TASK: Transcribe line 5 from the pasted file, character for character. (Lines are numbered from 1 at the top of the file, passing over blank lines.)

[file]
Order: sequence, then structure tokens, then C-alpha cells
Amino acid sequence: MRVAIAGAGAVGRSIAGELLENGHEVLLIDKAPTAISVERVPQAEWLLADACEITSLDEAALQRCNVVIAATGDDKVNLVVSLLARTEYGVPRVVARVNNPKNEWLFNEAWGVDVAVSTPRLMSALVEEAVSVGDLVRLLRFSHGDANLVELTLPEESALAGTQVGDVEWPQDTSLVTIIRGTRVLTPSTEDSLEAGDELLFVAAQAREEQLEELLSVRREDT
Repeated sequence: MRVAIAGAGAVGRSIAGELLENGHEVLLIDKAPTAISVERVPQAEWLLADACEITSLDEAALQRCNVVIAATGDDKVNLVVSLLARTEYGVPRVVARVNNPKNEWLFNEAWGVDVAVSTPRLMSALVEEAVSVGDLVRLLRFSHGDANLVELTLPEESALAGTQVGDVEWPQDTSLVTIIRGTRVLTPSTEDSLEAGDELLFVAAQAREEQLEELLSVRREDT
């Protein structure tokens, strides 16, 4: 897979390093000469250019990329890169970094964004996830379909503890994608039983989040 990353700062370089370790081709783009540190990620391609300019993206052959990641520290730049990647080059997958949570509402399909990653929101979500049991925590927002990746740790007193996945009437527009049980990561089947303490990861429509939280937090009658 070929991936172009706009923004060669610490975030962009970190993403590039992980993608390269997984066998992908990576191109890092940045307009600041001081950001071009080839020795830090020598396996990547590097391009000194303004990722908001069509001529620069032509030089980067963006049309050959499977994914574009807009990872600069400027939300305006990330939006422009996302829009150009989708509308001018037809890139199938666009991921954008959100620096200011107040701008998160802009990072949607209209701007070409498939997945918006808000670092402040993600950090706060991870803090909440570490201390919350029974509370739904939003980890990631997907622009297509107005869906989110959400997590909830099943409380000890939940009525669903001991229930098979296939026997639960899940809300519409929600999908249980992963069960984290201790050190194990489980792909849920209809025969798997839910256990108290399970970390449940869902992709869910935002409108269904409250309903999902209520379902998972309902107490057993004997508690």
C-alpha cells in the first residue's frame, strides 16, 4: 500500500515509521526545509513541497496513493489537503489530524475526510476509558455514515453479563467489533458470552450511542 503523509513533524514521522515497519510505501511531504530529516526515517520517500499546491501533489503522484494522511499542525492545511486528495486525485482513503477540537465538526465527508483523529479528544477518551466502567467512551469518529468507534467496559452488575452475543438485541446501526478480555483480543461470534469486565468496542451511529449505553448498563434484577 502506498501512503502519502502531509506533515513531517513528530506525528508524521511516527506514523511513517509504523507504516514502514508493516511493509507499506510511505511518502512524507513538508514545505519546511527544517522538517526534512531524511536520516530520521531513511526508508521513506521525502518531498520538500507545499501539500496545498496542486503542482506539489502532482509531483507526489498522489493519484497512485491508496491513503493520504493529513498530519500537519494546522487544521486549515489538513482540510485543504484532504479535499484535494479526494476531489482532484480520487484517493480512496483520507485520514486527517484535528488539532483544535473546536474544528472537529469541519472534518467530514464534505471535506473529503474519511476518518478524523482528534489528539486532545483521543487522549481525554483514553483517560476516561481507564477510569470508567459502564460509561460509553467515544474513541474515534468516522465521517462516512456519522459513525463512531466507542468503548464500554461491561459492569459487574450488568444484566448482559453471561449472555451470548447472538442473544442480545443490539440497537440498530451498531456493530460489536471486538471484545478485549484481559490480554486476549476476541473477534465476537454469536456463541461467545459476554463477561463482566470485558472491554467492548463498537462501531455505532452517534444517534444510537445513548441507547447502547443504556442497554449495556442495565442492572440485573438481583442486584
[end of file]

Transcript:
C-alpha cells in the first residue's frame, strides 16, 4: 500500500515509521526545509513541497496513493489537503489530524475526510476509558455514515453479563467489533458470552450511542 503523509513533524514521522515497519510505501511531504530529516526515517520517500499546491501533489503522484494522511499542525492545511486528495486525485482513503477540537465538526465527508483523529479528544477518551466502567467512551469518529468507534467496559452488575452475543438485541446501526478480555483480543461470534469486565468496542451511529449505553448498563434484577 502506498501512503502519502502531509506533515513531517513528530506525528508524521511516527506514523511513517509504523507504516514502514508493516511493509507499506510511505511518502512524507513538508514545505519546511527544517522538517526534512531524511536520516530520521531513511526508508521513506521525502518531498520538500507545499501539500496545498496542486503542482506539489502532482509531483507526489498522489493519484497512485491508496491513503493520504493529513498530519500537519494546522487544521486549515489538513482540510485543504484532504479535499484535494479526494476531489482532484480520487484517493480512496483520507485520514486527517484535528488539532483544535473546536474544528472537529469541519472534518467530514464534505471535506473529503474519511476518518478524523482528534489528539486532545483521543487522549481525554483514553483517560476516561481507564477510569470508567459502564460509561460509553467515544474513541474515534468516522465521517462516512456519522459513525463512531466507542468503548464500554461491561459492569459487574450488568444484566448482559453471561449472555451470548447472538442473544442480545443490539440497537440498530451498531456493530460489536471486538471484545478485549484481559490480554486476549476476541473477534465476537454469536456463541461467545459476554463477561463482566470485558472491554467492548463498537462501531455505532452517534444517534444510537445513548441507547447502547443504556442497554449495556442495565442492572440485573438481583442486584